Pantyffynnon 20 mins (156)
The century-old signal box which stands just outside the station controls all the signalling for the branch until it reaches Craven Arms.
Ammanford 23 mins (153)
A former mining town on the edge of the anthracite belt of the South Field coalfield, Ammanford is now the largest township on the HoW line.

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From Ammanford, the true rurality of the branch soon becomes evident. The area around
Llandybie 32 mins (149)
is marred by limestone quarries, though the disused kilns have more than a hint of Gothic Victorian in their architecture. The church dates from the 14th century, while the Plas is the ruin of a 17th century mansion.
Ffairfach 35 mins (142)
is a small village located near where the River Cennen flows into the much larger Towy
Llandeilo 37 mins (137)
is named after one of Wales' most famous saints. St Teilo was a 6th century missionary dedicated to converted Britain to Christianity. The station is located on the eastern edge of the town near the banks of the River Towy, from where the road winds between brightly coloured houses to the church and to ruin of Dynevor Castle.
Llangadog 49 mins (128)
church commemorates another of Wales' saints, this time St Cadoc who flourished toward the end of the 5th century.
Llanwrda 52 mins (124)
was the site of the sister church to Llangadog, and is located up-river on the opposite bank of the Towy.
Llandovery 59 mins (112)
is a busy market town, a mix of Georgian and Victorian architecture surrounded by gentle hills. The ruins of the castle overlook the cattle market. The Methodist chapel commemorates the best-known writer of Welsh hymns: William Williams of Pantycelyn, who lived at a farm five miles outside the town. Llandovery College is one of only two public schools in Wales (the other is at Brecon).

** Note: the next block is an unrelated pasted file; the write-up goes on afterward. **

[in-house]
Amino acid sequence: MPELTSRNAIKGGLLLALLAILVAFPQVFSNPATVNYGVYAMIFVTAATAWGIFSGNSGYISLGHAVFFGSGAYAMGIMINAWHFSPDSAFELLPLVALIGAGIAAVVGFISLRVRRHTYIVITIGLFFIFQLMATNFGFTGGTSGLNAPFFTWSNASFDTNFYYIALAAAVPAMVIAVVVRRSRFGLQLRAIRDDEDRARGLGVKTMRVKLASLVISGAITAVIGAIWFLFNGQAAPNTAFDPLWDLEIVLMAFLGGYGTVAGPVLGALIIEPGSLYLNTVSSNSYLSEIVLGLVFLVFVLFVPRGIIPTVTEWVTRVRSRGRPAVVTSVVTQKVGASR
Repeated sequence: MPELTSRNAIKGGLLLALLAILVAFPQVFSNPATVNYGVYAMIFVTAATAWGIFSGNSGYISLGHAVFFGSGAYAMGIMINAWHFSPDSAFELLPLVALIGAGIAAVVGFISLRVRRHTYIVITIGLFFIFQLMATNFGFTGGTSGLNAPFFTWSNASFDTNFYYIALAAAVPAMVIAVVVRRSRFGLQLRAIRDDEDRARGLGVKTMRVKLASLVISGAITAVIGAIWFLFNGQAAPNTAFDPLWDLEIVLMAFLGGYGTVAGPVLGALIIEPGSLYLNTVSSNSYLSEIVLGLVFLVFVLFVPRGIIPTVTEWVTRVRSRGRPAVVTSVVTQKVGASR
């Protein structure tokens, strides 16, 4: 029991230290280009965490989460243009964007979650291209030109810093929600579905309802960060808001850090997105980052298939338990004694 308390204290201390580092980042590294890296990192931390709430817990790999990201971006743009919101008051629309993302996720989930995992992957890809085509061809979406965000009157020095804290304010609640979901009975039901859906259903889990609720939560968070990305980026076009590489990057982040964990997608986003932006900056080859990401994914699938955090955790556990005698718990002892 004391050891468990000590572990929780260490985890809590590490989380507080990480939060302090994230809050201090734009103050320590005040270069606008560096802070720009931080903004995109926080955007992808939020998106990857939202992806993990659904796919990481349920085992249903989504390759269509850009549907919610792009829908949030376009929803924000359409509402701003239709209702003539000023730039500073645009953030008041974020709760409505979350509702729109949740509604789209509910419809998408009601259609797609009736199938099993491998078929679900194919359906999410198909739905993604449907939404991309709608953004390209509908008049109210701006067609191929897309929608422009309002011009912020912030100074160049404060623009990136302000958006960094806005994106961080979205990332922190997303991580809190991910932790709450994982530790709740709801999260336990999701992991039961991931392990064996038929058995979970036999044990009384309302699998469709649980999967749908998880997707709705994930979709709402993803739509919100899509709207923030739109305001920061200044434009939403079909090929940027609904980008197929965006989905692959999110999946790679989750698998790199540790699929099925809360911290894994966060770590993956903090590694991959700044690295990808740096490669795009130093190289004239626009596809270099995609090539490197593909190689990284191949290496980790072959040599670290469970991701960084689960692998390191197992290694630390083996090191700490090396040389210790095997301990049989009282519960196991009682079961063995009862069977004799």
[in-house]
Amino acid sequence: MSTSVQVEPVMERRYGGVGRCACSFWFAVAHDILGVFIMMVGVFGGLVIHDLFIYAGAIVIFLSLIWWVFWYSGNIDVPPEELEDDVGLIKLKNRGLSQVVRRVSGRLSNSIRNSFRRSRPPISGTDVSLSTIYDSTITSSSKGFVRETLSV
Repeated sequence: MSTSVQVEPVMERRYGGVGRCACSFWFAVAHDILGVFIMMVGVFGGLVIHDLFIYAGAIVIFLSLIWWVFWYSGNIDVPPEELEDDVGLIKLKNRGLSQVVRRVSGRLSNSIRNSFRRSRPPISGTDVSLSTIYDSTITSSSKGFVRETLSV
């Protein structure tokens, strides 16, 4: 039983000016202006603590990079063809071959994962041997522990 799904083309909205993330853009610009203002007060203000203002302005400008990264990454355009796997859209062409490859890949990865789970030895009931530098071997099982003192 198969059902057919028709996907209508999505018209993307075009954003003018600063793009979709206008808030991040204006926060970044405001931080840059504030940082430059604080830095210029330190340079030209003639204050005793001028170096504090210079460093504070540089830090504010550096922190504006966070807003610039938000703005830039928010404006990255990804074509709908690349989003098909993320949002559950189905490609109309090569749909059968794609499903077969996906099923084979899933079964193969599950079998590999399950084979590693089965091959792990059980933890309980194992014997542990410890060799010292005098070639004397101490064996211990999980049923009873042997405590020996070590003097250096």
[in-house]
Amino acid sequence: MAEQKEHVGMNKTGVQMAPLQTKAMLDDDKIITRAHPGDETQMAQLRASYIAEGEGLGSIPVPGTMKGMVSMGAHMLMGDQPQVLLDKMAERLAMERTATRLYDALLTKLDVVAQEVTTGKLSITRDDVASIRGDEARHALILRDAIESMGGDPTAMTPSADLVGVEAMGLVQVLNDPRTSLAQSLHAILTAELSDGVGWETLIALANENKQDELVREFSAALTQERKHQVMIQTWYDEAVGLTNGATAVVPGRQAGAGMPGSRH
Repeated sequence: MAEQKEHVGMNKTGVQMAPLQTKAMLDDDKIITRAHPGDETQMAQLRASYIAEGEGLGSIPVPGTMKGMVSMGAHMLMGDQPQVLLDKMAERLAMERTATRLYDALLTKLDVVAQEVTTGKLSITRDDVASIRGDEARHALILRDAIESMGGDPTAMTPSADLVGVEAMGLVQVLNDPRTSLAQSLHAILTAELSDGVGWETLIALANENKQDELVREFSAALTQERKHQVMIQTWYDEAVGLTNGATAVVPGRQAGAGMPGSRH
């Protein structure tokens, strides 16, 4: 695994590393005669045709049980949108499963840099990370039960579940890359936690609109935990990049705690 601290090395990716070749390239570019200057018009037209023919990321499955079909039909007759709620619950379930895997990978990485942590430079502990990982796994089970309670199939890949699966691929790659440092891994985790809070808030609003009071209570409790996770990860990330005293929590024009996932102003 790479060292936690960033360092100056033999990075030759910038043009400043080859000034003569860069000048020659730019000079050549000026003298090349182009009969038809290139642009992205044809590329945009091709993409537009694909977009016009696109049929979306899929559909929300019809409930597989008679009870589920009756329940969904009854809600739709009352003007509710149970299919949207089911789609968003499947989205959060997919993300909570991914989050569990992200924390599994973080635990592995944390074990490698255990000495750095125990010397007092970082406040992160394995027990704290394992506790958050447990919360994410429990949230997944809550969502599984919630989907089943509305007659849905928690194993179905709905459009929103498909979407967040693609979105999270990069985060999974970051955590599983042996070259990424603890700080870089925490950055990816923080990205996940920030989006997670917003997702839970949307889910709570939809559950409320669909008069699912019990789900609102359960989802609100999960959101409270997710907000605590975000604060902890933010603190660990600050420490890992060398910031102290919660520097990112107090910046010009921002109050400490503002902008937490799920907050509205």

Cynghordy 69 mins (104)
which name derives from a former meeting house, is the remote location for two of the engineering wonders of the line; the 93ft high Cynghordy viaduct, and the 1,000-yard Sugar Loaf Tunnel. The viaduct is 650 feet in length and consists of 18 arched spans. The mid-point of Sugar Loaf Tunnel is directly underneath the county boundaries of Carmarthenshire and Powys.
Sugar Loaf Halt 77 mins (97)
Like Cynghordy, is remotely located, and both stations are ideal starting points for rambles in the surrounding countryside.
A Shrewsbury-bound train pauses at Llanwrtyd WellsLlanwrtyd Wells 83 mins (89)
(pictured left) was established as a spa town as far back as 1732. Reputedly the smallest town in Britain, and set on the edge of the Cambrian mountain range, red kite and other birds of prey can be seen wheeling overhead. Near by, Lake Abernant offers fishing and boating facilities. It is also the home of the annual man-versus-horse race, recently won by a man for the first time in the competition's history, and the sport of bog snorkelling, where competitors wearing snorkel and scuba fins swim 60 metres along a trench cut into a peat bog.
Llangammarch 91 mins (83)
Yet another spa town, its waters are claimed as unique in that they contain barium chloride, considered an infallible cure for all forms of heart complaint.
Garth 95 mins  (79)